This post is part of a series of short writings by a small writer on particular topics and stories named Howard Reede-Pelling, he lives in Victoria, Australia and is in his older age now. Here, he has written about ephemera.
Euphemera! What is it you may well ask? Fair enough! Euphemera is paperwork and the art of collecting it. Such as old tickets, newspapers, photographs, cuttings, programmes, posters postcards, in fact anything of historical value of our past in paper form. There are clubs and associations dedicated to it and indeed they hold exhibitions, displays, buy and swap stalls etcetera. Take for instance the 1956 Olympic Edition of the newspapers. A copy of the newspaper in mint condition is worth $100 – $1000. A boarding ticket for the Titanic (if one still existed) would possibly be in excess of thousands. A Ballroom Ladies Card for the Trocadero (now well demolished) would set one back hundreds of dollars. This is just a small sample of what euphemera collecting is all about.
A search through any drawer could well reward one with many items forgotten about in every home. People do not put much stock in such things and are very liable to pass them by as unworthy, not worth the effort; I must clear that drawer out some day! Be very careful, what you may regard as just a mundane scrap of paper, could be worth many dollars to a collector of trivia. It may pay you well, if when you do clean out that drawer, that you look up the appropriate clubs in the yellow pages and have an expert determine what is collectable and what is to be thrown out. Look before you leap is a well-known saying, never has it been truer than when clearing out rubbish.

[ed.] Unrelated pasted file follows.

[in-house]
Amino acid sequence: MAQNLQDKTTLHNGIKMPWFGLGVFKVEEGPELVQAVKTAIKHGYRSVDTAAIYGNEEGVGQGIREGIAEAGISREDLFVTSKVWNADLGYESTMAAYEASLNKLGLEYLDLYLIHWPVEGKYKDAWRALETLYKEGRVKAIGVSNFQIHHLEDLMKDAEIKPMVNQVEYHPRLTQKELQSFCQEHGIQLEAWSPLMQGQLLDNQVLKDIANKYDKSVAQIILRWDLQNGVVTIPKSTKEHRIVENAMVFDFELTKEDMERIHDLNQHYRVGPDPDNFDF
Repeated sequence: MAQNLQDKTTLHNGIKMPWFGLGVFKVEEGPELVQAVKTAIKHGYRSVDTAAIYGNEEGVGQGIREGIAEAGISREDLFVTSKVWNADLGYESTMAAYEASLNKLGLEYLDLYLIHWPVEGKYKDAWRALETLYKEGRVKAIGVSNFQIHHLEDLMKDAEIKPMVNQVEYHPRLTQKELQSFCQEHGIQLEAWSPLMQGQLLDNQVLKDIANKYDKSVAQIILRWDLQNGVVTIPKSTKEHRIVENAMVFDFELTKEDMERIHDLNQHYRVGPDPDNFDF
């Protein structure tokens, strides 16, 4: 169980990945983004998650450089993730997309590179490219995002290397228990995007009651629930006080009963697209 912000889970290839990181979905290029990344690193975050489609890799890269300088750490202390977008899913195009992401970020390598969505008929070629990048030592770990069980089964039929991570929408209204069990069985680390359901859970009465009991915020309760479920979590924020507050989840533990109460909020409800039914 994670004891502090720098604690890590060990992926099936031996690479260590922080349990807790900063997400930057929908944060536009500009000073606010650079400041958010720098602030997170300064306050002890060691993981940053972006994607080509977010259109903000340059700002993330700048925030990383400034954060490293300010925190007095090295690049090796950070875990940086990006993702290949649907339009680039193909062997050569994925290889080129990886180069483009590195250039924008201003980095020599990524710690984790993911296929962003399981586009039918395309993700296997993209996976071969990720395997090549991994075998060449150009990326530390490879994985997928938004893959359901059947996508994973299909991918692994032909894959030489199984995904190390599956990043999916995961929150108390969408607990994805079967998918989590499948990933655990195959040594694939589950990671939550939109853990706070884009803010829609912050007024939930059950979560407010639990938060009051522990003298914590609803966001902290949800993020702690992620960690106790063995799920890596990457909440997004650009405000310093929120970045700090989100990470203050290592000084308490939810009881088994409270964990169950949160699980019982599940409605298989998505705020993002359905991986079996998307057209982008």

Everyone knows how valuable those old tobacco cards are, they are euphemera! Look in any Antique Shop or a Second Hand Shop and you will see dozens of items of euphemera. They would not be there if there was not a quid to be gained by having them. It does seem to be a pity that not a great deal of interest has been engendered in the very real and profitable art of collecting euphemera.
It is one of those easily overlooked hobbies that so many people just ignore, until they realise the money-making potential! In the wonderful world of collecting euphemera, the collecting of cards is just one of a plethora of diversities. There are people who collect only newspapers for example, or magazines. (I had a valuable collection of T. V. Weeks, from Vol. 1 No. 1 up to ten years without missing an issue) which,
when disposed of, it brought more than the face value. I can recall a friend who has a similar story to tell of his collection of playing cards. Some of them dated back to the seventeenth century.
Have you the makings of a collection of Euphemera?